The Battalion. (College Station, Tex.) 1893-current, March 20, 1950, Image 1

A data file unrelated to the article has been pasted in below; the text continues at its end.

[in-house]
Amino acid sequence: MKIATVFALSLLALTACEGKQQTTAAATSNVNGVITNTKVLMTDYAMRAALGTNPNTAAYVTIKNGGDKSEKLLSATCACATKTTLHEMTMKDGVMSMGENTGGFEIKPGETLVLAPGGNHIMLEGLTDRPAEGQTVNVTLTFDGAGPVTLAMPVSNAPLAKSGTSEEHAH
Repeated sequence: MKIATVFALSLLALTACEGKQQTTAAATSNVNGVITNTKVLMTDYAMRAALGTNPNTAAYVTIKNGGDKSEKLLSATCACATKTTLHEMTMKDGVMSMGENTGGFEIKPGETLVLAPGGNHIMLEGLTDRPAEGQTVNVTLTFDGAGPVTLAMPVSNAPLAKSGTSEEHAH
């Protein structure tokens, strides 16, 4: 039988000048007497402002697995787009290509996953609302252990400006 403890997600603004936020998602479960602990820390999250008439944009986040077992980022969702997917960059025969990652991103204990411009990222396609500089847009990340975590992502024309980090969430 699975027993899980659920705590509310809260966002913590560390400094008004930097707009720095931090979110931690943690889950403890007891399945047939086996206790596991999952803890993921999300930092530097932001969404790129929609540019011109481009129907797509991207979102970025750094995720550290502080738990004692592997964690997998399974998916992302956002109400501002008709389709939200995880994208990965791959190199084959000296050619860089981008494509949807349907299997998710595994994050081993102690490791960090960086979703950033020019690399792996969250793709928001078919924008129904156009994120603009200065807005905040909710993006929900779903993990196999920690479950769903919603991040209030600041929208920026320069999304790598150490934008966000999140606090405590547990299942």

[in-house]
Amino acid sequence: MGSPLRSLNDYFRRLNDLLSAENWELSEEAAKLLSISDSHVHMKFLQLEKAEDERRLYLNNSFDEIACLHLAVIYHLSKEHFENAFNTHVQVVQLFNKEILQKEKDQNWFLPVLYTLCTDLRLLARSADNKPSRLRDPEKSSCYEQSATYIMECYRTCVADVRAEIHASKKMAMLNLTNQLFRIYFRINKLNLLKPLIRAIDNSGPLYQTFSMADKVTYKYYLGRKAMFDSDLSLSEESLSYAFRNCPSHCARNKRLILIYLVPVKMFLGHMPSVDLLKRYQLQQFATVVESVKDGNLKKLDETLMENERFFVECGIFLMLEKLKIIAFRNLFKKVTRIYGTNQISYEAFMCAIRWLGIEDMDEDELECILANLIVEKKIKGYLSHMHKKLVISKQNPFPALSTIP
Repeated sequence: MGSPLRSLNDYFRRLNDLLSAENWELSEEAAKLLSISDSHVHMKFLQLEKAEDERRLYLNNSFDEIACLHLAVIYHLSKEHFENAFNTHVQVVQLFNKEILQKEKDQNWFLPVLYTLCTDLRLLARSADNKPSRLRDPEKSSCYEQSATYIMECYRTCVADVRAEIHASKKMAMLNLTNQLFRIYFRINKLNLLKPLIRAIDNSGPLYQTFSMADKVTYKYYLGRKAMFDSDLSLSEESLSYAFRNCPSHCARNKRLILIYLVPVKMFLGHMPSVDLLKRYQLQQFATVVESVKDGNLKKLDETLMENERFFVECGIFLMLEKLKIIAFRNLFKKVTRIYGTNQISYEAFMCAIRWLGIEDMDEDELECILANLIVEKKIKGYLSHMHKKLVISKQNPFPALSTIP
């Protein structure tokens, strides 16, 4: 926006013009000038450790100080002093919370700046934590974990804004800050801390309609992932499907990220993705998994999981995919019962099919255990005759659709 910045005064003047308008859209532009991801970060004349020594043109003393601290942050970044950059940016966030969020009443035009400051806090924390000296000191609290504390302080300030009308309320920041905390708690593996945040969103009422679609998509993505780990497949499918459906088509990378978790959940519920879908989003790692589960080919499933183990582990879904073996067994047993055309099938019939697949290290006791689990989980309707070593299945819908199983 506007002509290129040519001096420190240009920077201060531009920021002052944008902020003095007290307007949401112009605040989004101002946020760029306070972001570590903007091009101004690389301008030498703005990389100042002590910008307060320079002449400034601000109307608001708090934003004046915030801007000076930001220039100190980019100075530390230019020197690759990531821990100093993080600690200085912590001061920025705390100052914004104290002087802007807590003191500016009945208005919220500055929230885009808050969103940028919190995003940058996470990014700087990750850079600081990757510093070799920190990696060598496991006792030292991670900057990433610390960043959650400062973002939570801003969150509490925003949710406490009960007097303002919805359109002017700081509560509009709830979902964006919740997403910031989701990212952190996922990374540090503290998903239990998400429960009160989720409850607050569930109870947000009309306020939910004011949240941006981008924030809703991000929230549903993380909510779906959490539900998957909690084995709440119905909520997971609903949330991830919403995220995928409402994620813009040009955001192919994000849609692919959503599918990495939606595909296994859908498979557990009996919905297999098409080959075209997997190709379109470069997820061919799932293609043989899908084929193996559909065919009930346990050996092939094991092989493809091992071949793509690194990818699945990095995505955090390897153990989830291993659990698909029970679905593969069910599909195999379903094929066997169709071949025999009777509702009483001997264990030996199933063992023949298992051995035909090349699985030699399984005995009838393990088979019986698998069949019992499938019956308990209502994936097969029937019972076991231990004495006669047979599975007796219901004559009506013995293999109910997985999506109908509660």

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' i i 1 " ■•"i . CltyOt - Coll«g« Station j 1 : i ■ , j.' - • . r J ■ I-. Offlotal NmvMpaper Number 115 ance, Duke, Parade Make Busy Saturday Fat Cadets CHARLTON (fu«*sts began arriving for the “big- sionn, k "su ar- tra ipi -ab of fn] Nation** Top Gollpglate Dally NAS 1H49 Hupvpy| COLLEQK STATION “I never seen so much brass in my life." I That was the comment of one corps member Sunday morning af ter rushing through an afternoon and evening of varied activities including a. parade, concert, and dance in Sbisa Mess Hall. And he ’t far from wrong. There had n -assembled for this, A&M’s _ges£ social event of the year militarily, an impressive congrega tion of high ranking officers from generals on down. Saturday afternoon’s events got underway formally at 2:4S When the Ross Volunteers be decked in white uniforms, came to “present arms” with rifles for the group of military dignitaries on the front steps leading up to the corps area. The coi was then inspected^ Fifteen Gun Salute And at 4 p.m. *the entire ROTC unit, including Annex Fre8hman L units, marched onto the.Main DfUl Field. A 15-gun salute was fired, and the band played two foreign national anthems and the Star Spangled Banner. The French Na- tionaKAnthem was played in hon or of Brig. Gen. Jacques de la Boisse. The new Italian National . r r Anthem was played In honor of Colonel Umberto de Martino, 8h far as can be determined, Saturday afternoon was the first time the new Italian Anthem had been play ed In the United States. Then corps members dressed In white gloves, helmet liners, and awelteiTugly hot serge blouses marched past the red, wh|te, and blue reviewing stand filled with civilian-dlgiiltarles ns well as the military general officers Lt< (lea. Leltoy Lutes commanding general of the Fourth Army, wH reived the review, A grouji of stiectntors Including uarents and dates surrounded the field on three sides, Fallowing the review, honor guests, college officials, and their guest had dlaaer with the eorps iu Donrau Hall at (1 u.m. Guests were seated with various units of the corps. "Creel* Love Hong" Jluke Klliagton and, his Orches tra played n concert 14 Guion Hall at 6:30. Most remevhbered mo- ‘jpentiecame when Kay Davis, fea tured vocalist, stepptnl up to the microphone and mournfully sup plied her blues renditions. One in particular, “Creole Love Song/’ in which Miss Davis hums and sings her way through without the help of any lyric, was particularly haunting. Ellington played in his element—jazz, and 1 the audience " seemed to enjoy every hot note. Corps members, their dates, and Inspecting Teams Here April 26-28 Federal Inspection will be held here April 26/ 27, and 28 accord ing to a release by the Texas Military District in Austin. 1 The inspection team will inspect t h e conditions of government . property issued to the school, check the facilities for ROTC in struction and administration, ami i ry to find any deficiencies that I nay be overcome. Various phases of classroom work, small thctical problems, atades, and reviews will also be ' nspbeted. guests began arriving for the “big gest and best” military ball yet at 9 p.m. They entered Sbisa throug a narrow hallway created by pa titions and covered with olive arab camoflauge netting. Arriving on the dance floors danders could see two huge American, flags entirety covering the walls at both e: From ' the ceiling were long paper mache stream* red and White colors. Am ound the walls were hung of "about every country you heard of and then some,” gi person pointed out. Phosphorus Lettering Behind the bandstand, *, which “Duke” and the boys administering hot licks, was a backdrop on which words to the “Spirit of Aggieland” were pointed in phosphorescent paint. A end of the hall honor gu were provided chairs, carp palm plants, and their own I powl. At the other end r were placed more tables Tor othef spe cial guests. { In a large room just off the dance floor, tables and chairs had been set up for corps members and their dates. Down in the base ment, dancers were served [punch and cookies and were provided more tables and chairs. Thjs lat er proved to be one of the! most ance. during pne Inter- •f worthwhile arrangements yftt for nn overly crowded di Highlight during T . misHlon was the presents'll Jeanlne Holland and, the > Hweetheart nominees from CW. Each was presented a “«««', Hurlng other late sionS, records were played over nubile address system. e Ellington and hia Orches- •ovided I a varied assortment „ .ilsical concoctions, most of them j extremjely danceable except occasionally when musicians would slip into some wierdly syncopated arrangement. These latter ar rangements were mighty enjoyable listening, but not much good for daptifip. As time for the dance to end ap proached, James “Red” Duke, sen- i ea( j er> addressed the corps- their dates, and guests, were turned out, and the phosphorescent painted words to the “$pirit of Aggieland” appeared on the backdrop behind the band- standl Everyone sang the “Spirit,” listened to it played once on tran scription, and then filed out calm ly And quietly through the camo- flailgfe net-covered hallway. Emmett Ingram has won! $500 in a tionwide contest for his f place desjgn of an eight-family apartment building. He is fifth year architecture stud< from Fort Worth. Ingram Wins $500 or House Design jjldmeU A. Ingram, Jr., fifth year architectural design student, has 1 , won $500 in a nationwide stu- dent 1 contest for his first place wlqtung design of an eight-family, wood, garden type apartment Uulld- ilMj . - ’ j. liirles Estes and Don Jarvis, fifth year design majors, won Fall Grad Ha£ Jol> Writing Ag Stories Louis Fields, fall graduate, has iccepted a position with The Cat- ;!eman magazine. Hia work will ncludo stories about {southern ag riculture, Fields sold four feature articles a\ the The C'nttleman while he was i student In Agrlcultual Journal ism here. The Cattleman Is the official mbllcutlon of the Texas and Southwestern Cattle Raisers A»- toqiaildn. *, i-. Men of rank, brass and otherwise, pay their respects to the colors as they pass during Saturday’s cadet corps parade. From left to tight they are Maj. Gen. A. R. Crawford, Chancellor Gibb Gilchrist, Maj. Gen. D. W. Old, President F. C. Dolton, Maj. Gen. K. L. Berry, ..... " n. H. Dean M. T. Harrington, Maj. Gen. Ainsworth, Maj. Gen. H. Johnson, Brig, Gen. A, ft. Luedecke, Col Umberto de Martino, Maj. Gefi. de la Boi'sse, Louis Hartung, Rufus Peebles, and Col. Oscar B. Abbott. LocalMagFeatur’es Pretty Cover Girl honorable mentioh in the contest and will receive $f»0 each for their designs. Out of ten uwuinla given for de signs from students throughout the country, A&M student* won three. A first prize waa also given for a design submitted by a profes. pinna) architect. J The rumpetitioli was apohNoml »y the Tlember Iftitflimeiiiig Com* i >an.v uf Washington, D, 0,, an af* lllate uf the MWatlnual Lumber Manufacturers Aksurlatlun, Three tundred eligible designs were sub> ultted, retireaeutljig Ml states and Canada ami 9,50(1 runtestants. Ingram, a Fort Worth student s due to graduate In June, He s a former catlgt captain In the ilr ROTC, n dlstl|igulshed military itudent, member^ of the Scholar* ** “ ' “ Vol* the . , . , - . W ipent 32 months! In service In the Pacific theater {during the last war. . • The sponsoring company will submit the designs on a nation wide scale. “This competition is intended as a source of inspira tion to architectural designs,” the sponsors point out. The program which was opened in October 1949! and closed Jan. 15, 1950, “was Used as a regular design problem and the drawings which our students made were sub mitted in the competition”, Ernest Langford, head ojf the Architecture Department said. ituuent, member of the Hchol .ship Honor Society, the Ross \ inteers and past presldsnt of Undent Engineering Connell. By GEORGE CHARLTON ^ i • Although the cover ’ * month’s issue; of The' Agriculturist like thi? frontpieoe of one of our national fashion 1 publi- looks more cations, what there is to meet the eye (lovely Elizabeth McGeje, Na tional Maid of Cotton) *- almost serves to balance up the differ ence. ‘ i ’ : 1 T ■ More about her and the Cotton Pageant and Ball can ^be found In a center spread article with picture*. The etory offer* a brief sketch of the annual affairV his tory from the time is w£* pion eered Into existence by J. H. Mog- ford: Pictures show last years hall, king and queen, and pageant. Following its technical-type theme, the lend story of the Issue concerns squirrel farming. “By properly managing his tlmberlands, the farmer can make squlmjl rais ing a profitable' farm project," the article says. “A high per cent of punters depend upon squirrel Gordon Milne and Jeanne Oatner stare soberly at each other a* Phylis Arhos chats pleasantly with John Laufenberg and Sarah Puddy in a scene from “One of Those Thing*,” one of the trio of one-act plays to be presented by the Aggie Players in Sbisa tonight and tomorrow night. ' r . for their game, and the number of ; squirrels is steadily decreas- T Allowing the general precedent set of late by student publications magazines, the issue features an other story , on dogs. The Engin eer !did it with ap interview fitory wijth Spot; and the upcoming is sue of The Commentator features an! article on Moses, the drooling bulldog predicted “to lead A&M out, of the; football wilderness.” The Agriculturist’s story is,;how- >r. a good deal more enlightening rj either of the other two. “The purd Dog” is its subject. This id is “an answer to the prob- i of getting wild cattle mit of k brush." A history of the hits, glass eyed" breed is also ini'ltided In the story. A startling article, "A Menace To Health/' concerns the appear ance DDT in everyday ‘Tirade Aj milk". “The Conventional Type (See COVER OWL, Page 4) Cade tsT r ounce . t ,| ; j ■ j i. - 'i > j . . ^ j Owls Saturday For Third Win By RAY HOLBROOK The Rice Owls were the victims of the Aggie track and field team as the Cadets won their third straight meet of the year Saturday afternoon on Kyle Field, amassing 73 points while the Owls could muster but 49. \ Although each squad won eight events apiece, A&M’s victory came through its depth of capable performers who took 11 of the 14 second places. The Cadets swept six events and placed in all but the broad jump and the relays where only first was counted. Best race of the day was the mile relay with the blue and ♦gray boys winning by; a scant stride. The Aggies wire plainly shooting for the relay event, us ing three freshmen, and it; was nip and tuck all the way. Shaeffer initially brought in a; nice lead over James Hoff, but the margin was narrowed on the second lap with Jack Hudgins pulling pp on Dop Cardon. r Aggie Debaters v ^ Down Pointers Ag-Tessie Talks On Family Relations Twelve members from Dr. Dan Russell’s familyj relation class have been invited to appear as guests of the TSCW Sociological Society Club and Alpha Kappa Del ta at the TSCW Auditorium at 1“30 p. m.; tomorrow Bob Weynand graduate assist ant in the Rural Sociology Depart ment, will be n charge of the grotf. Fwfc Aggies and four Tessies will be chosen to appear on a pan el to jjiscuss patterns of courtship. This |h the third year that Ag gies are appearing on the paneb The A&M representatives oh the panel will lie chosen from the fol lowing group of students; W. 8. Price, Jr., T. M McCallum, A. T. Schmitz, W. F\ McNeil, C. W. Hents, A. R. Anmnson, R. H. Gregg, Roliert Lee McGlasson, W. A. Bromard, H D. Cain, F. W. Moon,' and John Buchanan. In ‘Y* Saturday Varsity debaters Dan Davis and James Farmer defeated the traveling West Point teatn of Gerard Schopper and Frank Watson 3-0 in the YMCA Chapel Saturday. The question was, “Resolved; that the U. 8. should nationalise her basIcHnon-agrlkmlUiral Indus* trlesi" Fariibq; and Davie, taking the affirmative side of the argu ment, showed how private owner- ship of Mtich Imhixtrle* as coal has resulted in drastic strikes, forcing many people to spend a cold winter, and throwing other workers out of work, "Under government ownership these work stoppages and short ages could; be alleviated by govern ment planning to eliminate the nver-enpltallsatloh and labor sur plus that Is the root of the work stoppages," Farmer told the au dience. Personal Initiative HHfled The West Point cadets retal iated by pointing out that politics and beaurocracy Inevitably entar Into any government agency, and that personal initiative would be stifled under government owner ship. . j "The spirit of competition is one of the things that has made America the great nation that ahe is today,” concluded' Schopper in his presentation speech. Girls and Inspiration In a lighter vein, Watson shew ed the audience a photograph of his girl friend back in Tennessee and quipped that he carried the picture around “to give him in spiration.” A&M’s Dan Davis promptly got up and introduced his date, who was sitting in the audience, and Said, “She gives me greater inspiration.” Judges W. Hoggart, Allen Aca demy debate instructor; County Judge A. S. Ware; and The Re erend S. A. Watson “of the Bryan First Christian Church voted un animously for the Aggie | forem' ~ team. Joe Fuller, president of the Di cussion arid Debate Society, served as chairman for the-event. Billy Stephenson was time-keeper. Saturday’s meeting made the second consecutive win by A&M over the traveling Military Aca demy squad. Last year Farmer teamed up with Larry Goodwin to beat the West Point squad. Both Farmer and ; Davis are sophomores. Loveless Attends Meet At Fort Sam Houston Lt. Col. Sidney L. Loveless of College Station, has recently re turned from a meeting of civil ian chnirman of Army Advisory Committees at Fort Sam Houston. The Army Advisory Commlttaes meet with the army Commanders to help on army-civilian problems. Tom Cox, who won the 440 for Ip « third •tint, sending Red Brown off with Prlfls Flv* C»nu ilk Four lovelies, Thelma Balcar, Charlotte Williams, Missy Brun son, and Jo Ann Ruth, troop off the bandstand after receiving cor sage tokens at the Military Ball, Saturday night. They were among Aggie Sweetheart nominees presented du mission along with Jeanine Holland. Ricje in 50.6 with Aggie Inglehart second, caught and pass ed Don Mitchell during th, , sending R«d Brown 'kf They hit the stretch With Place ahead by a yard, but Brown had a kick left and won In 3:22.2. McGrew Take# Duel Vem McGrew won the high jump for the Owl* at fl’ 5 V after quite a duel with Bobby Davis and Don Graves of A&M, who tied for second at O' 4". '■ George Kadera In th« shot nnd ilIncus uml Red Drown for Rice In the 100 and UliO were double winners. Drown ran a U.M cen tury and a IllJI furlong with Uoh Hall In the 100 ahd David Tlcngst. In the 990 second for the Aggies. Kadera put the shot 40* W and threw the discus 1«4' 7" with Ed Hooker of the Cadet* second in the later, j / J. D. Hampton and Jim McMahon led sweepa for the Cadets In the mile and two-mtl# with John Gar- many and Jerry Boonan second In the racea. Paul Lerrtlng and Bob Hall showed the way In tT and low hurdles In IjL? Bill Bless was second in Aggies Upset In M0 li The Aggie half mllers pulled nn upset in sweeping their event with Alex Ortiz and Robert Allen fin ishing in that order over the Owls’ Hoff and Otho Byrd after a close race all the way. Tobin Rote took the javelin with Jack Simpson second,; and Ralph Grawunder led Rice's Ibroad jump sweep. Graves cleared 13j’ in the pole vault with Simpson second. Next meet for the all-victorious Cadets will be dual campetition in Beaumont next Saturday with Louisian* State Bengal* the oppoa- • : Vi v- ~ - ’ ■ I-' •'■rl I- ■ . . v , ;■ Hr Rose Bowl Movies Movies taken of this year's Rose Bowl game between the University of California and Ohio State wifi be shown in the Assembly Hall to night at 7:30 p. m., according to Deluxe Jazz Give, By Ellington Band By HKRMAN C. GOLLOB Jazz was presented in its most inspired and haunting form last Saturday night in Guion by Duke Ellington and his orchestra, a group of most accomplished mod ern instrumentalists in music. How the “Duke" ever managed to gather In such nn array of tul- ent umlsr^nne tent Is beyond us, Knch.lN-wM-only a finished mas ter of hi* Instrument nnd possess ‘Great Issues Hears Kellogg if f, chic mirve in ment dress tonight at 8 In the Chemistry Lec ture Room. The subject of his lecture will be^'The National and World Food Production Potentials.” He will give ' another lecture Wednesday night at 8 in the Phy sics Lecture Room on the sub ject, "Tropical Soils are Differ ent.” Dr. Kellogg is n world author ity on soil classification and its use. The American Soil Survey, which he heads, is recognized as a<j standard for soil surveys throughout the world,. He has served as president of the Soil Science Society of Amer ica, and is American vice president of the fourth International Con gress of Soil Science tp be held in Amsterdam, Holland, next summer. He is a native of Ionia County, Michigan. One Acl Plays Players Present 3 Tonight o profitable New York ly the New York cAsion to comment of the former, i Prime Ipfcirmality and pritnej values that in-the-round pi heatre-in-the-round will get its ial College Station trial at 8 Ight and tomorrow when age Dillavou’s Aggie Players present three one-act plays in this intimate,' experimental style. Although theatre - in-the-round is; a comparatively recent stage in novation, it has been enjoying iii- creasing degrees of fame all over the; country. : 1 [ - ] Dallas’ Theatre ’5<> and Houston’s Alley Theatre have put the exper- ' e use, and recent- Times had oc- on the success ,i„ fli timacy are the in « theatre- on. Seated in prize-fight ring style around a round or square stage which is practically bare of scenery, the audience is so dote to the players that the patrons can easily reach out and touch ahy members of the cast. 1 This proximiay of cast to audi ence is as taxing on the actor as it is intriguing to the theatre goer. Said one performer after his first try at circle theatre, “There were all those belligerent faces staring at me. They seemed to say, “Come on bud,, entertain me; say something funny.’ Then the ice broke and smiles took frowns. It’s terribly first. But, then! its is no doubt about audience reac tion here." ’>1 Millay, “One of Those George Kelley, and For the “experiment” director Dillavou has chosen three one- actors of varying moods: “Aria Da Capo” by Edna S). Vincent ” by HH mr Jearne dramatization of Louisa May Alcott’s “Little Women.” ! Casts for the plays will include C. G. Milne, Phyllis Arhoe, John Laufenberg, Sarah Puddy, Je Oatner, Roland Gaunt, Norton Mc Duffie, Jim Mahon, George Will- man, Chiiek Benshetler, David Mitchell, Rip Torn, hamson, J. H. Davis,. son, Lindy James, and ! or Vaden. There will be no charge for the plays; se acity will number 200. jd of extraordinary - instinctiv}; ‘feel” for music, but n gifted shov man with abounding “audlenc reaction’’ savvy, And what u shoi they put on—a show in which th pulsating Intensity and nudunchol passion of Jazz was relieved froi ■ time to time with broad and sla) stick comedy. Ellington acted ns his master c ' ceremonies, acfimnted for much i the humor with his *tmr|i, Midcun comment* between songs. He npei ed the show with "Plogrosshoi I J»*s." followed It with "Hh Wouldn’t Give In," h duo fcntoi lug buss plnyet'i Junior Itnglln on droll drummer Hid fat let), vThe proHram’s five ptndiirllnn iHimherM—'iHslory at .lass" iHimners~."msiary af Jass, "Opening," "Creale Lave Call, 1 eseerpla fram "Llherliia Hnlte, y of Elllaulan rT limed a ..kill, II. fUMMi ^ . sad • medley af ElllaKlaa i'ljaa lee were NlHged with nlmasl Killing wsm nn ta ramldoe with the la evoking the ifiwlred eft It took the Ellington three nib: ptes to true* the "History of Jaail In musical temw. Dixieland, Bb nln Street, Boogie Woogle, swinj bop^all were included. Even Gi Lombardo's jumpy belit, which hu fered ridicule by the hoys It)' th band: “Creole Love Calif • was an e otic numiier which was highligh; yd by songstress Ka>| Davis; bcai tifully moving and plaintive wa delivered- without words, half ofjl stage, half on-stage while Ivnb ing with listless grace against 1 stage wing. I M Every band member was give; a solo spot in '’"Opening.” Stamf r ing out in this number were trmtii ' bonist and bass saxophonist Johjn’. ny Hodges. i j A bizarre and compelling com-i ina ' uit and bass sax, handled by Ray! utr hination was found in Suite” i(i the duet between violui! »ss sa Tanner and Johnny Hodges, respectively. Tanner also, brought down the house with his' dancing buffoonery. EIHngtwh seemed tg be partieul arly strong in the matter of 1 Vodal ista. Kay Davis was » torch sihg er with an unusually pute am clean delivery. 0he held the nijdi enee enraptured with |"1 Cun Drean Can’t I,” and "Don’t Rlame Me.’f.u well as’the “Creole Love Call.’ ; Plump Eltie Sims'bellowed fqrtl with a couple of strident hymna a love, and tilind, vocalist Alber Milhi let his contra-alto stray: ef foctively, all over the scale some, times In sympathy with the kax; In “Lover Come Buck to Me" am "Summertim*.’’ “Pinkie" was the •f Juan R. Avila, to do the portraita sketch take* him abou P. L. “Pinkie’’ Downs iject on the campus for the artistic talents urist who la nq*r at the Exchange hes for students. The artiat ite, sepia or ire minutes. black and At a very recent aff-oapipus V parly during the early hour* otj the morning, a never-ending flow! of guests completely filled a Mnall; building rented by several students: for the purpose of a soclhl; get-j! 1 together. ' Jij As more and more couplcM -at tracted by blazing lights anil j sounds of merriment—wandered in 1 te join the throng, those already; present became much concerned about the crowded condition*. . K" Two musically inclined guest 1 * persisted in singing the popular ! song, "If I'd Known You :Were | Coming I’d Have Hired a Band.”! The hosts, observing a fresh ar rival of guests also felt--the need to raise their voices in song. They joined in on the chorus of “Hired a Band” and then added several seta of new lyrics. Notable among the new Verses was this gem: “If I’d known you 'were coming IMihave locked the door, locked the Door, etc., etf.”